With Final Cut Pro X, Apple must be a really nasty hang-over. Either that or licking its wounds. Both are new territory for a company that is the witting eternal star of tech and pop culture. Negative reviews?! … for Apple?! Say it ain’t so!
Consider me surprised by the harsh response to the new editing software released this week. After all the hoopla earlier this year and Vegas and the live demos that brought oohs-and-aahs I had high expectations for the $299 “App.” So much so in fact that for the first time I began to contemplate a switch from Adobe Premiere Pro (with the requisite change to Mac hardware as well). But now I’m kind of glad I waited for the dust to settle before making any knee jerk reactions about our edit bay.
Did Apple screw up with Final Cut Pro X?
I guess the easy answer would be a Sheen-like: duh! yeah! hello?! Scanning headlines last night and again this morning reveals a percolating backlash of discontent. Who moved my cheese, bro? The biggest offense seems to be the new dumbed down UI which is being dubbed “iMovie Pro” which is to say it’s very consumerish. In the eyes of the pros — remember, FCP has been used by Hollywood for years — this is like giving James Cameron a viewmaster to work on Avatar 2 and 3.
If the reports are true, Apple is now acting decidedly un-American, and blocking information by squashing the uprising.
The negative torrent of negative reviews on the App store has apparently become too much for a company used to 4.5 star glory (Aperture). It’s response? Block the reviews! Next: a burning caldron of oil. How’s that for non-linear loyalty?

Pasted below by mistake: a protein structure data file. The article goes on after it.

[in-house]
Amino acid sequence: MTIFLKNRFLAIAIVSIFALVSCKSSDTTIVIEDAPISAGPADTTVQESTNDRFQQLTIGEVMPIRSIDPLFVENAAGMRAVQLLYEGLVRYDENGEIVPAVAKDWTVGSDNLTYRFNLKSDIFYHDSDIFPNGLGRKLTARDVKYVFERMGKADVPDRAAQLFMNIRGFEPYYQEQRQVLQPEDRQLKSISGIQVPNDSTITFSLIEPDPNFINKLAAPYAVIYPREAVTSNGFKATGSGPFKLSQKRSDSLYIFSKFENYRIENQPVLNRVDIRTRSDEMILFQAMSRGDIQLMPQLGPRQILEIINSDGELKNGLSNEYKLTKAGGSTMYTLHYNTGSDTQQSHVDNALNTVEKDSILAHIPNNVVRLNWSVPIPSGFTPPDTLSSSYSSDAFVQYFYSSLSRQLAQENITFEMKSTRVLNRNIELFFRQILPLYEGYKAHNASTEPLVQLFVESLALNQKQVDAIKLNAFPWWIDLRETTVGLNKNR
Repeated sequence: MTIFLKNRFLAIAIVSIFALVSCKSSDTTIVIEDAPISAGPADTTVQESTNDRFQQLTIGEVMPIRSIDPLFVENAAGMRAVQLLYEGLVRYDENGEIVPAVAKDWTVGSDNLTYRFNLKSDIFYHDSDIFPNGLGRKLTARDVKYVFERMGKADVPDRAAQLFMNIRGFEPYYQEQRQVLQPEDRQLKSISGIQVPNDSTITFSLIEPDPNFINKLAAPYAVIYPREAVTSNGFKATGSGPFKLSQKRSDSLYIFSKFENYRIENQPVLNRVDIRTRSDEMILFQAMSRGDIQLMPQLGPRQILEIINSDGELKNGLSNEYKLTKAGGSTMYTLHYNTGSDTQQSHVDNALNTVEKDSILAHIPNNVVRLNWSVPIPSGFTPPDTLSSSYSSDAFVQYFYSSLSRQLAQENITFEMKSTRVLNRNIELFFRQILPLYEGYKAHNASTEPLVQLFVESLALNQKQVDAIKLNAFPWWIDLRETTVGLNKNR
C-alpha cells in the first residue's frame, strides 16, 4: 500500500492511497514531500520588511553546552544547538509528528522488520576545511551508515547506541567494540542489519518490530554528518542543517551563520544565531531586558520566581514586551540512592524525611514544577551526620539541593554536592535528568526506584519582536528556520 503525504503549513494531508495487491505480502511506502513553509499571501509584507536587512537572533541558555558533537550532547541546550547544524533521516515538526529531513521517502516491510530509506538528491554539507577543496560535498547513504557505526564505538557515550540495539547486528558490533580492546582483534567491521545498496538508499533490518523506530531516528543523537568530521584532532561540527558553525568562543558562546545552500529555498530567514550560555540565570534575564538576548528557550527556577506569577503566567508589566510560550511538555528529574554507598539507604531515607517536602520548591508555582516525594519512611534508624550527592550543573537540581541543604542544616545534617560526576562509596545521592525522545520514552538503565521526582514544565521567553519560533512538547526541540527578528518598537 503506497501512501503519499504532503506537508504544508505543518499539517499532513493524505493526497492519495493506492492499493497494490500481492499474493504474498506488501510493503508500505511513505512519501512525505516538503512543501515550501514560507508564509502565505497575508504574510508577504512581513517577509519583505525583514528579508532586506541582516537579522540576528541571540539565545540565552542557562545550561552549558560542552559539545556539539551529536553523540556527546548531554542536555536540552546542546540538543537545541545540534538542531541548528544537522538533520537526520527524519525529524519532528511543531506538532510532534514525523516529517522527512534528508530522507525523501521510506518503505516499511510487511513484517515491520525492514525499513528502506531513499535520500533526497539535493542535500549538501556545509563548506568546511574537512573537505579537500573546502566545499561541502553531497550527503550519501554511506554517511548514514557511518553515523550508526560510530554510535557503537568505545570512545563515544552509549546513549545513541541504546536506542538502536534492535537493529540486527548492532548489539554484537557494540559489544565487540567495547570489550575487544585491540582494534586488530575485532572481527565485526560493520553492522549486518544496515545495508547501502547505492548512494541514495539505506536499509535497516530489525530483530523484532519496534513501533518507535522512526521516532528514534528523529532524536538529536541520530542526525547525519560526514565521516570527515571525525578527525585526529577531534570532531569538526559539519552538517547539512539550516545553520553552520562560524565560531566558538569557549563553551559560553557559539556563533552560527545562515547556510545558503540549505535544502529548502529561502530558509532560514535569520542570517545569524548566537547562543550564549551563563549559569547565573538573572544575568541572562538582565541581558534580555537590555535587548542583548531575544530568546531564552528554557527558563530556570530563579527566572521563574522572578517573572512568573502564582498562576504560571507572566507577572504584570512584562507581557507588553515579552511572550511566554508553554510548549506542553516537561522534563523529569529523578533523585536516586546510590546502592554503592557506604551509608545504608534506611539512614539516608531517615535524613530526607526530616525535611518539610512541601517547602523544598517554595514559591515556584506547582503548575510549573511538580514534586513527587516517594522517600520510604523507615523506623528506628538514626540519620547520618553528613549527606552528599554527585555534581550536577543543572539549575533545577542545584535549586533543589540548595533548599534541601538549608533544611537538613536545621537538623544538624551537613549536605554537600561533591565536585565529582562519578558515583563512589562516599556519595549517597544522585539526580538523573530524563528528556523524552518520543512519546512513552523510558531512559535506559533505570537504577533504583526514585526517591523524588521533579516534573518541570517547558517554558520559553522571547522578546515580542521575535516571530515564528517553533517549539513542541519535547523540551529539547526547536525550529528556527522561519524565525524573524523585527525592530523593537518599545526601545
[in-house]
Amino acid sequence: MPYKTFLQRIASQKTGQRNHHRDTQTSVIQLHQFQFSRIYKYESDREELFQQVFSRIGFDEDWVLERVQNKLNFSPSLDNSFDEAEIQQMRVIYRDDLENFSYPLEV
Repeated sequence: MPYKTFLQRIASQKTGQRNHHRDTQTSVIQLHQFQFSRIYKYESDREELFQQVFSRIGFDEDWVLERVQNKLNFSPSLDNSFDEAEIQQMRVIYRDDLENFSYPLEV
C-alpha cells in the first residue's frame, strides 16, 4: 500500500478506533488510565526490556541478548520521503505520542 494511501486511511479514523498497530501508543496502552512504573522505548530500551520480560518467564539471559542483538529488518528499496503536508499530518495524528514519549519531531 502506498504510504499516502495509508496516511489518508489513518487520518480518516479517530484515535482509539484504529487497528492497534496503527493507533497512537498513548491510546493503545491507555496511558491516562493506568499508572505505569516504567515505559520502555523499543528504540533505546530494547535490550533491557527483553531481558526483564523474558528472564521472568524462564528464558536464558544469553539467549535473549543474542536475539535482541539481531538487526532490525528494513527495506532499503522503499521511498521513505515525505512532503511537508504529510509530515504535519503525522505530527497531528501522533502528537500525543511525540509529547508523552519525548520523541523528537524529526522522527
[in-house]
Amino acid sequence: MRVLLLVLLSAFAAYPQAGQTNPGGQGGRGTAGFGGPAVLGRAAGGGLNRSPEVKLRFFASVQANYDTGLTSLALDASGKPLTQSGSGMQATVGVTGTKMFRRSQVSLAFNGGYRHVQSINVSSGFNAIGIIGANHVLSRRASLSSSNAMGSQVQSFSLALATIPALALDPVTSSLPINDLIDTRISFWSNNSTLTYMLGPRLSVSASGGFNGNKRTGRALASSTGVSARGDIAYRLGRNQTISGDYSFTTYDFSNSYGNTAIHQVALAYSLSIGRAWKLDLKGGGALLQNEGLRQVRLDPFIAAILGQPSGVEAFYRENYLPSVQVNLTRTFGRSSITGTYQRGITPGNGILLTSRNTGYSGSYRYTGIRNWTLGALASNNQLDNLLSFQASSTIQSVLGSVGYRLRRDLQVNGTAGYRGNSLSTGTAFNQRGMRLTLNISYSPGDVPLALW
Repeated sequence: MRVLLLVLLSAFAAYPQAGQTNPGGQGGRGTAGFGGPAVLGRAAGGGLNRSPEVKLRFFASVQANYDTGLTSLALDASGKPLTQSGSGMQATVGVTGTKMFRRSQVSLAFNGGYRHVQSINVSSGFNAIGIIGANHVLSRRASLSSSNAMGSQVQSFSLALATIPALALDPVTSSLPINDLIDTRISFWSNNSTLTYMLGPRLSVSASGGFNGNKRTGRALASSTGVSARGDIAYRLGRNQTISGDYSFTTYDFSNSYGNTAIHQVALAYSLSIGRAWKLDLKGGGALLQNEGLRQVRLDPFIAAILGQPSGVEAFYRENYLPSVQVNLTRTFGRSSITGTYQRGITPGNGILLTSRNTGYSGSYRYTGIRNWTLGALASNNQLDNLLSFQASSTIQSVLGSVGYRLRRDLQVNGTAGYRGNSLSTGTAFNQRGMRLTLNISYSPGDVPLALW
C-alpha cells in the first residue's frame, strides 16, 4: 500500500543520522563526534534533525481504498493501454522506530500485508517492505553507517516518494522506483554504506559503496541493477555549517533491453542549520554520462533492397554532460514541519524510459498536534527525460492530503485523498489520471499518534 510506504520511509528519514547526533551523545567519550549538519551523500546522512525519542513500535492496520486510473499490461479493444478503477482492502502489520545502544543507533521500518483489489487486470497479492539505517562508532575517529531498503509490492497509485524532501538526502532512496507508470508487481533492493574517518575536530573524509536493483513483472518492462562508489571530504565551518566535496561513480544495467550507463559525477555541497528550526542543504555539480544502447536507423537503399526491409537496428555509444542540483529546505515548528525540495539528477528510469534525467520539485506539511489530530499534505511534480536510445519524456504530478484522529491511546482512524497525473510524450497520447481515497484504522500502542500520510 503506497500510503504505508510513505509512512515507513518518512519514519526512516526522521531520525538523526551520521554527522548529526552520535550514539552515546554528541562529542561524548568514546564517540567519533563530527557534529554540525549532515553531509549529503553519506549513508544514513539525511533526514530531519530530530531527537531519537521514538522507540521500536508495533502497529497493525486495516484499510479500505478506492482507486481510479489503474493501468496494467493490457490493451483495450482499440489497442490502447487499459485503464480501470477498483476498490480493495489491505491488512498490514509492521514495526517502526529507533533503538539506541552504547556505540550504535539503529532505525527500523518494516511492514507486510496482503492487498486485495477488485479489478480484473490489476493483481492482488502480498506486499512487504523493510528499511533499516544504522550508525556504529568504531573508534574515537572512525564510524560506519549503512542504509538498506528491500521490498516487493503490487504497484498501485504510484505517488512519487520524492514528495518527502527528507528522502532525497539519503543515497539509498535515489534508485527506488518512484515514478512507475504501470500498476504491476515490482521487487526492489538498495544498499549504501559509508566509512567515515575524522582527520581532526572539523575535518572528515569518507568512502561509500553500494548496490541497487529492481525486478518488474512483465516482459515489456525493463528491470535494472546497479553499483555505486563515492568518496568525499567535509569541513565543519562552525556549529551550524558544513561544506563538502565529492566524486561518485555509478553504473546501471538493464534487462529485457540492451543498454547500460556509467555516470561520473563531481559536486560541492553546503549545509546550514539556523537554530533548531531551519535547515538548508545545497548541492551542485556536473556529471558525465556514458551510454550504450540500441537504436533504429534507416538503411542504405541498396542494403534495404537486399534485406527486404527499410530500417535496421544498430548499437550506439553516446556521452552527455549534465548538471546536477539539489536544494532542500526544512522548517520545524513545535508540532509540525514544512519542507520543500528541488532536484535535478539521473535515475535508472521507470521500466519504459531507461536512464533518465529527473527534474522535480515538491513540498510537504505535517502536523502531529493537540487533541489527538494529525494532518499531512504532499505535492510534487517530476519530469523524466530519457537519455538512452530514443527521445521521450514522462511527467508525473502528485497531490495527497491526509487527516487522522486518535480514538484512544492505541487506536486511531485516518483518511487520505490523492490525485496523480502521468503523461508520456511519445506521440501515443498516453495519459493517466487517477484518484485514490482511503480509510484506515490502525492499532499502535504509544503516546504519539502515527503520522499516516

Despite that minor drama, the app still only has 2.5 stars (out of 5) on the app store with 727 ratings as I write this.
Heads will roll in Cupertino, no doubt.
One thing I find peculiar is the decision to release only one version of the software. The one-size fits all might’ve seemed clever at the time, but by placating prosumers, pros and even advanced hobbyists all with the same package, Apple has backed itself into a corner. Who then should primarily drive the product direction, and who will product managers prioritize for their roadmaps and product plans? There are just a few Academy Awards worth of difference between Francis Ford Coppola and the guy who cut a video of his cat piano-syncing to Barry Manilow.
Then there’s me. To switch or not to switch?
I thought for sure today I’d be heading for an Apple store to pick-up a 27″ iMac i7 and hurrying back to download FCPX. Magnetic timeline!
But now Adobe CS 5.5 including After Effects and Premiere Pro is looking mighty sweet about this time. Oddly, despite the modern aesthetic of Final Cut’s new interface, I still very much appreciate timelines and the classic editing look of Premiere. I don’t think we need to design this for babysitters, folks.
The adventure continues. Next up, I’ll share the specs of an i7 rig I’m looking at buying for the Stark Insider edit bay. Looks like it’ll be Microsoft (Win 7) and Adobe (CS 5.5) ftw!